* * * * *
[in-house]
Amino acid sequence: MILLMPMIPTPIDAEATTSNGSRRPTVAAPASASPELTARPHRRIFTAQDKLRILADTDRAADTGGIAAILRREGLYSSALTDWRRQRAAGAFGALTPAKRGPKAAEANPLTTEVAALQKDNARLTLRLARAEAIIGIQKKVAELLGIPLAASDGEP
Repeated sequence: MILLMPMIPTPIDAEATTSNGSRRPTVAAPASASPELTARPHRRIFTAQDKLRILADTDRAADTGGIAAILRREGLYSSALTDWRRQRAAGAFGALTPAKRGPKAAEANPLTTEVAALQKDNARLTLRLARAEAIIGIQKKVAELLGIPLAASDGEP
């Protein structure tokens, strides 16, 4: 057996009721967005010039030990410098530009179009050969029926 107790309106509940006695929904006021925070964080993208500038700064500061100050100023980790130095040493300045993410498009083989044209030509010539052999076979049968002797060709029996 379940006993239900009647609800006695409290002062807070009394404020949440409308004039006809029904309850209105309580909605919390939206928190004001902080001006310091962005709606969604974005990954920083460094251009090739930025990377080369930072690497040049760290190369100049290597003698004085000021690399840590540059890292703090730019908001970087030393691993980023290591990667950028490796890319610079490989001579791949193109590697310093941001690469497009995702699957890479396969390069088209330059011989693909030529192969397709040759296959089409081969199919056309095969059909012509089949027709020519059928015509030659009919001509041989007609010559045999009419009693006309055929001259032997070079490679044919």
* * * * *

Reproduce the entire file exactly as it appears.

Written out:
[in-house]
Amino acid sequence: MILLMPMIPTPIDAEATTSNGSRRPTVAAPASASPELTARPHRRIFTAQDKLRILADTDRAADTGGIAAILRREGLYSSALTDWRRQRAAGAFGALTPAKRGPKAAEANPLTTEVAALQKDNARLTLRLARAEAIIGIQKKVAELLGIPLAASDGEP
Repeated sequence: MILLMPMIPTPIDAEATTSNGSRRPTVAAPASASPELTARPHRRIFTAQDKLRILADTDRAADTGGIAAILRREGLYSSALTDWRRQRAAGAFGALTPAKRGPKAAEANPLTTEVAALQKDNARLTLRLARAEAIIGIQKKVAELLGIPLAASDGEP
């Protein structure tokens, strides 16, 4: 057996009721967005010039030990410098530009179009050969029926 107790309106509940006695929904006021925070964080993208500038700064500061100050100023980790130095040493300045993410498009083989044209030509010539052999076979049968002797060709029996 379940006993239900009647609800006695409290002062807070009394404020949440409308004039006809029904309850209105309580909605919390939206928190004001902080001006310091962005709606969604974005990954920083460094251009090739930025990377080369930072690497040049760290190369100049290597003698004085000021690399840590540059890292703090730019908001970087030393691993980023290591990667950028490796890319610079490989001579791949193109590697310093941001690469497009995702699957890479396969390069088209330059011989693909030529192969397709040759296959089409081969199919056309095969059909012509089949027709020519059928015509030659009919001509041989007609010559045999009419009693006309055929001259032997070079490679044919």